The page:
Saltire Society’s First Secretary
Alison Bonfield is a woman who, as George Bruce revealed in his 1986 pamphlet about the first fifty years of the Saltire Society, had a massively influential role in the establishment of the Society’s constitution, and continued to influence its work for many years. Bonfield, the Society’s first secretary, has been declared as the instigator of the Society’s first meeting, held in Glasgow University. Bruce writes that the idea for the first meeting arose from exchanges between the historians Andrew Dewar Gibb and George Malcolm Thomson which were passed on to Alison Bonfield by Andrew Dewar Gibb’s wife. It is generally understood that the first meeting of the “Saltire Society” was met with ‘initial gloom’ which matured into a ‘more positive spirit’ when another meeting was arranged.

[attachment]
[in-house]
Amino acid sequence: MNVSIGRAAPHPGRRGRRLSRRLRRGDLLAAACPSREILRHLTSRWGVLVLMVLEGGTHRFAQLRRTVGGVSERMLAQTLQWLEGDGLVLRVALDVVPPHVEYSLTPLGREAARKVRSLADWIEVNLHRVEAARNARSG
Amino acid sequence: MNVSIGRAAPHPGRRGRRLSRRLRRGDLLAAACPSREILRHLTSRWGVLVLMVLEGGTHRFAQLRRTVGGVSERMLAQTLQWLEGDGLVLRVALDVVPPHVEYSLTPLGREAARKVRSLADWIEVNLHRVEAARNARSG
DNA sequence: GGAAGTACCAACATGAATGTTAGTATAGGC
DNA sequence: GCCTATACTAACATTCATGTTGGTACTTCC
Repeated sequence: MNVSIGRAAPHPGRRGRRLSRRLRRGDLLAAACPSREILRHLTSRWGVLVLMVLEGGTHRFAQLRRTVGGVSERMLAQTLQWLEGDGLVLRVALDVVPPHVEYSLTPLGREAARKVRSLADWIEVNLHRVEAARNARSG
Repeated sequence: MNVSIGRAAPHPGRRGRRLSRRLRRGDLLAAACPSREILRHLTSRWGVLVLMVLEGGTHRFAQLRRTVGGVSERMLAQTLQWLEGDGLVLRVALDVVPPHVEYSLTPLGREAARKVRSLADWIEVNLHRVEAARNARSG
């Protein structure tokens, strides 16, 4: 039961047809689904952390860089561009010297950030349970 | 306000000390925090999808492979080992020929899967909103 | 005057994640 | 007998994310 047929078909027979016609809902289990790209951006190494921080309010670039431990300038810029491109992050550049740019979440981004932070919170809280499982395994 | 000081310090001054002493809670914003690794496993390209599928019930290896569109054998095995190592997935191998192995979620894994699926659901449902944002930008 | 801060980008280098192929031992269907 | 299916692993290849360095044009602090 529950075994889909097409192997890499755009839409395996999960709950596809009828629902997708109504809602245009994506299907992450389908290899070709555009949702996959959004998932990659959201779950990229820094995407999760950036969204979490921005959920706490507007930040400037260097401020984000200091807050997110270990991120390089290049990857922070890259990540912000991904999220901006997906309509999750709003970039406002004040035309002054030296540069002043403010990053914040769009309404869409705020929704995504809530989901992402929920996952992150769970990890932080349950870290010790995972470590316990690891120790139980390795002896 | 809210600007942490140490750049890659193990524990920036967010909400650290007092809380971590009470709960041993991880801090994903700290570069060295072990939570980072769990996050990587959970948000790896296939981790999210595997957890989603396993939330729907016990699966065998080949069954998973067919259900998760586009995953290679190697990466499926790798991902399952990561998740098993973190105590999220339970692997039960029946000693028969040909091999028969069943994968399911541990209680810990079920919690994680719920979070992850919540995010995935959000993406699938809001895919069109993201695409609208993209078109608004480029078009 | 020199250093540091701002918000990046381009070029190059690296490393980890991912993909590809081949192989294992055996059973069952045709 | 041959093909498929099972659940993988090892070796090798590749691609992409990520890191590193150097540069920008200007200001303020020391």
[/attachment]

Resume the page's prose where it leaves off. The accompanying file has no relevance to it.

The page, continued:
Bruce writes that in a speech given in 1947, Bonfield stated that the Saltire Society was Andrew Dewar Gibb’s idea, despite the fact that Alison’s manifesto, written in 1936, became the Society’s constitution. Therefore not only did Bonfield arrange the initial meetings for the Saltire Society, she also wrote the Society’s first constitution, for which she received the commendation that it was ‘an alpha prose’ from Professor Fordyce. Bonfield studied Classics at Cambridge and was secretary of the Women’s Students Union in Glasgow in 1936. According to documentation Bruce refers to, Bonfield remained humble and refused to take any credit for the founding of the Society, claiming she ‘always maintained that Professor Dewar Gibb, Professor of Scots law in the thirties was the on lie and first begetter of the Society.’ Entrusted with the organisation, administration and promotion of the Society, Bonfield is one of the most significant figures in Scottish cultural history without even knowing it.
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